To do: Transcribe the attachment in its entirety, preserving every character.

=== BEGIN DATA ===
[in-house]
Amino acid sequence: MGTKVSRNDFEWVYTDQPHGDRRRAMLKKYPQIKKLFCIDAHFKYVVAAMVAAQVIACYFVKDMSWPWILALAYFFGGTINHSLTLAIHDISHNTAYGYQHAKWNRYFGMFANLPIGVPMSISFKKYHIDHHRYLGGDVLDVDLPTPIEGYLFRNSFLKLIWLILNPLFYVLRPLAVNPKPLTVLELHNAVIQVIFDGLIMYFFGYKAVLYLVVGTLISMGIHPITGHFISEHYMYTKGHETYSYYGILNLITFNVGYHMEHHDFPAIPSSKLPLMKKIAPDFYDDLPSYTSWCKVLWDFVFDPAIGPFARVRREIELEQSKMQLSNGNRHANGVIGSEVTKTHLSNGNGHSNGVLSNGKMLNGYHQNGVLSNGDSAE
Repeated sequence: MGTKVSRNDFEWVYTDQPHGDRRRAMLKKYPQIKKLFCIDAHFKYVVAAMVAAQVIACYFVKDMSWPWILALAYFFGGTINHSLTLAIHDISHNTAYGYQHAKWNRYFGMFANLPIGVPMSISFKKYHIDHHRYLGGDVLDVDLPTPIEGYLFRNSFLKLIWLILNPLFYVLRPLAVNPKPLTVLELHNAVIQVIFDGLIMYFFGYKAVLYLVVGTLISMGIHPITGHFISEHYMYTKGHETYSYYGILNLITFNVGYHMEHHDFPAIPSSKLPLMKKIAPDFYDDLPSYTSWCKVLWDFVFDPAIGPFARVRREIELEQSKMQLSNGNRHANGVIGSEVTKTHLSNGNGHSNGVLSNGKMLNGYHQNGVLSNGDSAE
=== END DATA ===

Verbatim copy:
[in-house]
Amino acid sequence: MGTKVSRNDFEWVYTDQPHGDRRRAMLKKYPQIKKLFCIDAHFKYVVAAMVAAQVIACYFVKDMSWPWILALAYFFGGTINHSLTLAIHDISHNTAYGYQHAKWNRYFGMFANLPIGVPMSISFKKYHIDHHRYLGGDVLDVDLPTPIEGYLFRNSFLKLIWLILNPLFYVLRPLAVNPKPLTVLELHNAVIQVIFDGLIMYFFGYKAVLYLVVGTLISMGIHPITGHFISEHYMYTKGHETYSYYGILNLITFNVGYHMEHHDFPAIPSSKLPLMKKIAPDFYDDLPSYTSWCKVLWDFVFDPAIGPFARVRREIELEQSKMQLSNGNRHANGVIGSEVTKTHLSNGNGHSNGVLSNGKMLNGYHQNGVLSNGDSAE
Repeated sequence: MGTKVSRNDFEWVYTDQPHGDRRRAMLKKYPQIKKLFCIDAHFKYVVAAMVAAQVIACYFVKDMSWPWILALAYFFGGTINHSLTLAIHDISHNTAYGYQHAKWNRYFGMFANLPIGVPMSISFKKYHIDHHRYLGGDVLDVDLPTPIEGYLFRNSFLKLIWLILNPLFYVLRPLAVNPKPLTVLELHNAVIQVIFDGLIMYFFGYKAVLYLVVGTLISMGIHPITGHFISEHYMYTKGHETYSYYGILNLITFNVGYHMEHHDFPAIPSSKLPLMKKIAPDFYDDLPSYTSWCKVLWDFVFDPAIGPFARVRREIELEQSKMQLSNGNRHANGVIGSEVTKTHLSNGNGHSNGVLSNGKMLNGYHQNGVLSNGDSAE